Monday, March 3, 2014

from the Doctor's Desk: So my knee cap has moved... Doctor, what do I do now?

Patellar dislocation (kneecap) tends to happen in a younger patient with a plantar flexed foot in a rotation maneuver to the upper thigh.  For instance, someone golfing with the lead leg can hit a long drive, torquing his upper extremity, and the patella can sublux, which means partially slide out, or completely slide out, dislocate laterally.  This can also happen with slips and falls and is certainly not the privilege of young athletic individuals. 

What are the symptoms?
1.     Pain and deformity of the patella. 
2.     Weakness of the leg.
3.     Difficulty in flexing the leg with it dislocated.
4.     Inability to bear weight.
5.     Swelling and instability.

Treatment:  Relocation of the patella is paramount and then placement into a knee immobilizer is what normally would take place in the emergency room setting.  Followup with an orthopedist is the norm. 
Things that I look for with a patellar dislocation.  You will have swelling and we sometimes will take the blood that is in the knee joint out for pain control.  MRIs are commonly obtained along with plain films.  These are to determine if there is persistent subluxation of the patella or if there are fragments of cartilage and bone that have been knocked off.
Not all patellar dislocations need to be treated surgically; however, if there is bony damage that is noted, then arthroscopy and perhaps even open repair of the torn ligament would be recommended.  Acute patellar dislocations that are treated non-operatively that re-dislocate are an operative candidate in my view.
There are certain congenital abnormalities that predispose some patients to patellar dislocation such as a shallow trochlear groove or ligamentous laxity.  These are treated differently.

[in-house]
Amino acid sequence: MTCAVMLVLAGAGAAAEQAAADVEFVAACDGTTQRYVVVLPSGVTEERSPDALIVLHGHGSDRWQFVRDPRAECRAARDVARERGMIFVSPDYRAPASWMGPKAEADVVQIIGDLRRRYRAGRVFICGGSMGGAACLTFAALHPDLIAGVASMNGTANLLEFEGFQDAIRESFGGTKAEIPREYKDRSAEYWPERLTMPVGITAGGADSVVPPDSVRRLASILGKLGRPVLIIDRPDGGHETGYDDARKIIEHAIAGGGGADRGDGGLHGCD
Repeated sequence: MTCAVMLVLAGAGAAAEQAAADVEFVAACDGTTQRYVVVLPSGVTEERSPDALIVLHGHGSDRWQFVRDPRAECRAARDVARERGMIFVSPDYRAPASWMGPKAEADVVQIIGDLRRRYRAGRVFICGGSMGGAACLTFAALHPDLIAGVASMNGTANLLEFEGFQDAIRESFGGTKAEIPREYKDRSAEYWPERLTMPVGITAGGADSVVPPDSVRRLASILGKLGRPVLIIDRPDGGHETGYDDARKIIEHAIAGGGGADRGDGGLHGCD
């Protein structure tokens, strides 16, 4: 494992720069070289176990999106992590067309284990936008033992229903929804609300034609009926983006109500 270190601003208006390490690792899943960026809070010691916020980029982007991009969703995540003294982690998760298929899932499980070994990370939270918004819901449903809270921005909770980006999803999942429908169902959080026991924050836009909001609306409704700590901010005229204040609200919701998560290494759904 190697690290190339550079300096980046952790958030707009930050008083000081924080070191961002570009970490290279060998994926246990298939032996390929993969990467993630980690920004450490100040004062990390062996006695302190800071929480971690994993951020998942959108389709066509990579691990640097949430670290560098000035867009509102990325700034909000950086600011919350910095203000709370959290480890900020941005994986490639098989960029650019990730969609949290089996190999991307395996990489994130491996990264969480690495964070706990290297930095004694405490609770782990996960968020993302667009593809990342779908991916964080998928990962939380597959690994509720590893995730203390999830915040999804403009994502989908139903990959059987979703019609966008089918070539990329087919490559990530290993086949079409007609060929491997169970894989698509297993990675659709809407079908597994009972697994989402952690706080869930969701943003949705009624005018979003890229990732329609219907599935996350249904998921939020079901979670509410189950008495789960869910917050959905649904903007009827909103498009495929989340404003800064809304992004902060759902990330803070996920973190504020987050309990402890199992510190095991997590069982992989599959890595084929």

The Essential Lesion:  The medial patellofemoral ligament has now become the mainstay
for treatment in patellar dislocations.  Acutely one can attempt to repair this; however, there are times that if it is stretched out, then we need to replace with a tendon.  This tendon is normally a hamstring autograft or allograft.  This would be harvested at the time of surgery and secured into the patella and the femur, giving us a static checkrein.  Rehab is remarkably fast for this debilitating injury with surgery of this type.

If you have this problem and would like to know more, the Academy of Orthopedic Surgery website can be accessed or you can make an appointment to see sports medicine physician, Dr. Paul M. Spezia.

Paul M. Spezia,D.O.

There is a fine line between blogging and giving medical advice. The content of this blog is for informational purposes only and should not be construed as medical advice.  Nothing contained in this blog is intended to replace the medical advice of a trained, licensed physician.
In all matters relating to your health, you are urged to consult a physician. You can contact Advanced Bone & Joint to set up a formal consultation appointment with Dr. W. Anthony Frisella, Dr. Dane Glueck, Dr. Brandon Larkin, Dr. Anthony Lombardo, Dr. John McAllister, II, Dr. Brian Meek, Dr. Paul Spezia, Jennifer Eickhoff, FNP-BC, or Matt Pliske, PA-C


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